Just like every generation, Microsoft has updated their icons for this version of Windows, however, this time it’s a dramatic change. Rather than keeping the same designs and updating them per generation since the ‘90s. They’ve gone ahead and redesigned almost every icon in Windows 11 giving it a much more modern look and feel with the simplistic and minimalist design. You can see some of these icons in the image above.
On almost every folder you open in Windows, you’ll find the File Explorer feature at the top. Allowing you to change the visual of the folder, do certain tasks, and a whole lot more. Instead, in Windows 11 they’ve removed the tabs and replaced them with a row of buttons that seem to be optimized for standard use and touch screens. They’ve also added new icons for this section further adding to the updated visual look of Windows 11.
While Microsoft has had a focus on touch screen devices since Windows 8 and 8.1, they’ve never really hit the nail on the head. Microsoft has now shown off Windows 11’s new tablet mode that allows for easier access for touch devices. Windows 10 also had a tablet mode, but it wasn’t as sophisticated as what they’ve done with Windows 11.
Instead of a subtle transition to tablet mode, it’s now a full-screen experience. With Windows 11, your taskbar now will simply spread out the icons a little bit more, add visual cues for certain actions, and also increases the size of touch targets, allowing for better accuracy and easier to drag and tap anything you need.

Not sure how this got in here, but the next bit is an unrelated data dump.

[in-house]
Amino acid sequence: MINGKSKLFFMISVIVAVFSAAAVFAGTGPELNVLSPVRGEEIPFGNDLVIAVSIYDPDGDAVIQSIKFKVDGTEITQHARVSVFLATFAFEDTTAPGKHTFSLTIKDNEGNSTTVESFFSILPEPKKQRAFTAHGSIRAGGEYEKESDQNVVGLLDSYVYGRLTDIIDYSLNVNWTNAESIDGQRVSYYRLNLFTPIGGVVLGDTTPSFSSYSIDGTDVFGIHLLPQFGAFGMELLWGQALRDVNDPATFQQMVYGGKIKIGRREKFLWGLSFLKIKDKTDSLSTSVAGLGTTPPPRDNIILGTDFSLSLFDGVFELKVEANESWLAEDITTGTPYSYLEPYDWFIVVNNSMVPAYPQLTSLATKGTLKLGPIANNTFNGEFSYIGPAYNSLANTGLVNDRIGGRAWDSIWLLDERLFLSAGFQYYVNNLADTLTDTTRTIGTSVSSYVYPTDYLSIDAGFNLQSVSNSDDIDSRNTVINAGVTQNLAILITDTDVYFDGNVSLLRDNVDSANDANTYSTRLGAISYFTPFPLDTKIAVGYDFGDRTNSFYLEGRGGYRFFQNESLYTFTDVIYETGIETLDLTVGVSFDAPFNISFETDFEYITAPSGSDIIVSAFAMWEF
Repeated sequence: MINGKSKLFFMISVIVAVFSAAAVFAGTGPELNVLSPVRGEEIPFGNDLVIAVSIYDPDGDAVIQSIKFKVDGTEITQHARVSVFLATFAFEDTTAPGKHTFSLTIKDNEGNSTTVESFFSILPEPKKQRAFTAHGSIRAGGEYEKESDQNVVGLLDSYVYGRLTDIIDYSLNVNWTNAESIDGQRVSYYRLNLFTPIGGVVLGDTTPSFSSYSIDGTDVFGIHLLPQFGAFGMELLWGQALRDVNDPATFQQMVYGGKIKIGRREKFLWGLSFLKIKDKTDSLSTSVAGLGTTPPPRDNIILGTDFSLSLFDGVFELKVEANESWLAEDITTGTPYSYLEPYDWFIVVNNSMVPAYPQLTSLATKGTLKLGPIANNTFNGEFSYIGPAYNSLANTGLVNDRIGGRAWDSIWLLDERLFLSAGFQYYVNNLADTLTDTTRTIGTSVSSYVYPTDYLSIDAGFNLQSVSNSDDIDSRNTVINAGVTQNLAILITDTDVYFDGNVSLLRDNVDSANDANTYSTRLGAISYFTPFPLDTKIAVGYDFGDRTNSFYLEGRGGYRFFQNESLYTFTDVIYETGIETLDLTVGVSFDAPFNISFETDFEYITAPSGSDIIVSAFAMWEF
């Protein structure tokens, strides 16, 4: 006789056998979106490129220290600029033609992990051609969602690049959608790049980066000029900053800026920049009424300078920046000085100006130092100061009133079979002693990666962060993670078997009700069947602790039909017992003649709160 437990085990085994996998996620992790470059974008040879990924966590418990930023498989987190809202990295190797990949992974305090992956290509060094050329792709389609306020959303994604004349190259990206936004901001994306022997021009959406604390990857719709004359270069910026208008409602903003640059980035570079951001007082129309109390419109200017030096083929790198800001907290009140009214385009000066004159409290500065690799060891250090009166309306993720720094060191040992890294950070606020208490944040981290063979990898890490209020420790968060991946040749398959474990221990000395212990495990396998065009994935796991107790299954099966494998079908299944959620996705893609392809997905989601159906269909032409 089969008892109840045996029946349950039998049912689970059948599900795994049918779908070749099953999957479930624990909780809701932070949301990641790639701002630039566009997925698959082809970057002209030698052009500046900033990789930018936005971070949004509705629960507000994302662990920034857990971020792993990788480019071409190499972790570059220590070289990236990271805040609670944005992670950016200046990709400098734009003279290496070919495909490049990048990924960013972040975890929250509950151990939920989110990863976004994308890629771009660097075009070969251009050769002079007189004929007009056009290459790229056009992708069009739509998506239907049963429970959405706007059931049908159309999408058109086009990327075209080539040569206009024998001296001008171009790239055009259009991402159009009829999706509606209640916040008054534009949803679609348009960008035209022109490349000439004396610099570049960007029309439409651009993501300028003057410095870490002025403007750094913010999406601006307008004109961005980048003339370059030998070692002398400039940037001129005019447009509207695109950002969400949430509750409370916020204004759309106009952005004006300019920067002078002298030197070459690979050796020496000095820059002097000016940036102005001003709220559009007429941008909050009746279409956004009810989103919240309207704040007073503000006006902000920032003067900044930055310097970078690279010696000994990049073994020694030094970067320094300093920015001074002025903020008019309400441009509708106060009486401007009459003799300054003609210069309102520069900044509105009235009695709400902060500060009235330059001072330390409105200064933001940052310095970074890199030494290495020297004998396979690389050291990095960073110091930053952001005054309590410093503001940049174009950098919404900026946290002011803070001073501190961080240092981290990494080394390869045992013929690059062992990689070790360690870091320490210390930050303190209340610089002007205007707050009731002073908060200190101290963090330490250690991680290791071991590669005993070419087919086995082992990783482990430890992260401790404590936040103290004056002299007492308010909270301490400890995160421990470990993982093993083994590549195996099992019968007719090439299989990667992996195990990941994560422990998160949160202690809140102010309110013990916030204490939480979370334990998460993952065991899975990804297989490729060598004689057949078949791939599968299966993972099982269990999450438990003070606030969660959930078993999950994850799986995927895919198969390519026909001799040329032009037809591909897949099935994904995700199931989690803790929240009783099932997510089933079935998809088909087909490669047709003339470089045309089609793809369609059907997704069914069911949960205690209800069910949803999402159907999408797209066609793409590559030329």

Microsoft Teams integration
Microsoft’s communication app called Microsoft Teams is now integrated right in the Start menu and Windows. You can also right-click the Microsoft Teams icon to show many more options than what you’d currently find in Windows 10.
To some, when you see “wallpapers” as a feature, they may ignore it. I’m one of those people, but when companies are doing fantastic work on their wallpapers and adding features to it (like recently with Xbox’s dynamic backgrounds), it does grab my attention. This time, rather than your standard, visually appealing default backgrounds, they have semi-dynamic backgrounds that change color and tone based on the time of day and weather. For example, in the morning you may have a bright image as the background, as the day goes on, it gets a bit more vivid as the sun ones out. As it’s winding down, the wallpaper may change to an orange-y color mimicking the sun going down and at night, have a darker version of the same image. It’s unclear how many will ship with Windows 11 and if any more will be added as time goes on, but it’s a fantastic feature, nonetheless. An example of this can be found in the image above with 4 differnt cycles throughout the day.
The look and feel
Of course, these are just the main changes we can see right away. The entire OS has been redesigned not just parts of it. Transparency, especially in color seems to be a heavy focus with Windows 11 and Microsoft have stated that they are eliminating any “sharp edges” from the entire OS giving everything a more “round” look and feel to it. The OS feels a lot cleaner and has a glassy overall look to it.
Windows 11 is set to roll out by the end of 2021 or early 2022 with rumors that it will be a free upgrade, similar to the upgrade from Windows 7/8/8.1 to 10 was.